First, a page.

Being academic scientists ourselves, we often sense that scientific communities have not yet developed a language for fully grasping and communicating the entanglements of their research fields with society. In everyday academic lives, it often even seems difficult to engage in debates about societal relevance. Too many other layers of concern, such as acquiring funding, competing in evaluations and securing continuous employment seem more pressing. All this has to happen in a work environment in which researchers are subjected to multiple and partly contradictory temporal logics, often leaving individual researchers with a lack of time. As an unintended consequence, even though many researchers may be sensitive to societal concerns, universities often do not provide conditions to allow those concerns to enter the processes of planning and carrying out research, as well as the education of new generations of scientists.
Universities have a mandate here to incentivise reflection on societal relevance in scientific communities, to reflect on how institutional framework conditions shape scientific practices and to create opportunities and offer time and space to consider societal issues in scientific practices. In the long run, this should allow universities to participate in the creation and care for a knowledge ecology that allows also in the long-run to address societal issues and challenges. This perspective on universities as core to societies’ capacity to care for a balanced knowledge ecology, is also an opportunity for universities to renew their self-understanding and to gain value and gravity in knowledge societies. Also in the short term, universities, the knowledge they create and their standing in public debates will profit from allowing their researchers to reflect on, articulate and communicate the societal relevance of their research.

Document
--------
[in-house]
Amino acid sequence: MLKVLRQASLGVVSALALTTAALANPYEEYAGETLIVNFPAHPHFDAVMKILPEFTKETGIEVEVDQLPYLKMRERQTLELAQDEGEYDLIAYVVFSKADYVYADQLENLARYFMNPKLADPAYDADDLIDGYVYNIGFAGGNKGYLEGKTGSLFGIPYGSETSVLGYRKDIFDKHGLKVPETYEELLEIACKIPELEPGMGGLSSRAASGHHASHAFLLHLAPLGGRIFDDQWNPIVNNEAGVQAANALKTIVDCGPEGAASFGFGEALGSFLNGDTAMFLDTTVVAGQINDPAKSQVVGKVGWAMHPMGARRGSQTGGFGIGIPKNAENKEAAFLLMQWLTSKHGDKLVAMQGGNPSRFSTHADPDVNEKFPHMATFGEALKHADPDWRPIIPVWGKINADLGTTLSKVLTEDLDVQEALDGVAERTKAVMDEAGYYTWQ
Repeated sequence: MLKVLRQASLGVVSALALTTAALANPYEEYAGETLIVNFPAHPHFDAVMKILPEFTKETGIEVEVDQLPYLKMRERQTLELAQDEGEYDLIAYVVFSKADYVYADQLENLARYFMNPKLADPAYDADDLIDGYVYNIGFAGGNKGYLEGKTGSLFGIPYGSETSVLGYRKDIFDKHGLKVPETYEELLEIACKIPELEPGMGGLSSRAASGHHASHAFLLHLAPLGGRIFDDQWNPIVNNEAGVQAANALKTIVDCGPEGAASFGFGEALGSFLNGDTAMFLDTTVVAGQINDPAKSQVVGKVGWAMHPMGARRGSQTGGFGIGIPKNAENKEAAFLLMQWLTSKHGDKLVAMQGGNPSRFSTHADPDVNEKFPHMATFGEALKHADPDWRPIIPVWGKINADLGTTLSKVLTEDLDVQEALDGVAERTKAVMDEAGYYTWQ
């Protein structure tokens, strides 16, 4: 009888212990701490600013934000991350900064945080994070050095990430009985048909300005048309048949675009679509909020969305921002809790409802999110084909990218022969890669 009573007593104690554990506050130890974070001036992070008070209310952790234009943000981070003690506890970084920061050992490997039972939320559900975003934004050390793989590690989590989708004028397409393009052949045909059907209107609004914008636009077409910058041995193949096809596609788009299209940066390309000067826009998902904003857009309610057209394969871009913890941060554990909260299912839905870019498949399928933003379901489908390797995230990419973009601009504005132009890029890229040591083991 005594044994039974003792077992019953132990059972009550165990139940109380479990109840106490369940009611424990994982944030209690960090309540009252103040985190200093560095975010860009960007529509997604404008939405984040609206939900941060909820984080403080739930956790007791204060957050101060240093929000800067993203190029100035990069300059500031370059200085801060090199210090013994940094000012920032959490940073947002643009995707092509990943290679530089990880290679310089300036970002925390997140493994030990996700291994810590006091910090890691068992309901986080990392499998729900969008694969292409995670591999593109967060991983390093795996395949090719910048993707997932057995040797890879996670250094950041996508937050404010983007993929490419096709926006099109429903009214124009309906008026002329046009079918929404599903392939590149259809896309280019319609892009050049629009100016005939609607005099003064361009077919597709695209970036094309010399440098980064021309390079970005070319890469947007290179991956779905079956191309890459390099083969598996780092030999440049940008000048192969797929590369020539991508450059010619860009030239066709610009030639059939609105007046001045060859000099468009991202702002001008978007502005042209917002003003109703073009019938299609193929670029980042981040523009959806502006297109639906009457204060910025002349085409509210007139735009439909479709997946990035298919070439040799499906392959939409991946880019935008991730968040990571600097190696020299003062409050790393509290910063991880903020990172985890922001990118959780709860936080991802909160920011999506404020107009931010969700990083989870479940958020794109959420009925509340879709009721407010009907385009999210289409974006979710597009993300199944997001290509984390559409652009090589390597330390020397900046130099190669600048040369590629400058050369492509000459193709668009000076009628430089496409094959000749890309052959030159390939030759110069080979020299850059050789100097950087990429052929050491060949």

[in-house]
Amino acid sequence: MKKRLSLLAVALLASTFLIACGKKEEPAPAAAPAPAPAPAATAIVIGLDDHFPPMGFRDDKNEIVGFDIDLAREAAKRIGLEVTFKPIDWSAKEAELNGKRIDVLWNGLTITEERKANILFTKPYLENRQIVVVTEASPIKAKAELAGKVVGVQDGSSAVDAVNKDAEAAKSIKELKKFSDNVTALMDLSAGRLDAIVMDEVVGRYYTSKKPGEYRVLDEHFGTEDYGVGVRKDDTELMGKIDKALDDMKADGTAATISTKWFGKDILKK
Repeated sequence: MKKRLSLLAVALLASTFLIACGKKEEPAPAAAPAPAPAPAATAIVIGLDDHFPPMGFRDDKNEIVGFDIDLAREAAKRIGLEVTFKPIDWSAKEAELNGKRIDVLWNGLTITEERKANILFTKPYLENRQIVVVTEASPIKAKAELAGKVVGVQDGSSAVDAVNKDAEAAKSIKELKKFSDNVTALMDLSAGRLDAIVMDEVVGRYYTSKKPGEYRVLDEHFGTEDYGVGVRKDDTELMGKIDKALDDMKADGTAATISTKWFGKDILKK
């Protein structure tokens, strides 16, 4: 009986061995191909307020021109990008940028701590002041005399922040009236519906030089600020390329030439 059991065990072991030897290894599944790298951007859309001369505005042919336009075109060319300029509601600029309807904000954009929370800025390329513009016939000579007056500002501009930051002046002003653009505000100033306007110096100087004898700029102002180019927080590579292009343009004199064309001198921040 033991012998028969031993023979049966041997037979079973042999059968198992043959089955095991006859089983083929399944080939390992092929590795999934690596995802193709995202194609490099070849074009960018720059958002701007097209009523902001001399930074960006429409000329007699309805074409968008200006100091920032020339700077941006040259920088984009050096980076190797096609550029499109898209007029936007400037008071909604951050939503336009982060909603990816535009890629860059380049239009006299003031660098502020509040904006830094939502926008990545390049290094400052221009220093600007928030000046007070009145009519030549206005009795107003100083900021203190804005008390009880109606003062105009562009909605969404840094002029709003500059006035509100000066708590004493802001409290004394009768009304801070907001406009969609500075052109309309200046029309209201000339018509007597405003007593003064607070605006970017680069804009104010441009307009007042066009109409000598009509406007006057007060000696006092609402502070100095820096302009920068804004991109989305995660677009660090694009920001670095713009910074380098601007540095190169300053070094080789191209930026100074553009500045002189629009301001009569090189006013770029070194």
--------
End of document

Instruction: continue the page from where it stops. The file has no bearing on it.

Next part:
But how can universities contribute to creating conditions that allow to consider societal concerns in academic practices? Let’s consider three first steps.
Universities form next generations and their attitude towards societal relevance
First, as higher education institutions, universities should develop ideas on how to build the reflection of societal issues into curricula and bring them to the class room. It is also in teaching environments that universities cultivate an ideal about what kinds of knowledge are worth being taught under current conditions. Currently, how students learn to ask questions is often narrowed down to highly-specialised skills and knowledge, while the ability to reflect on the broader societal meaning often falls short. A study of junior life scientists even suggests that they tend to unlearn to consider societal concerns until they reach more independent positions as group leaders.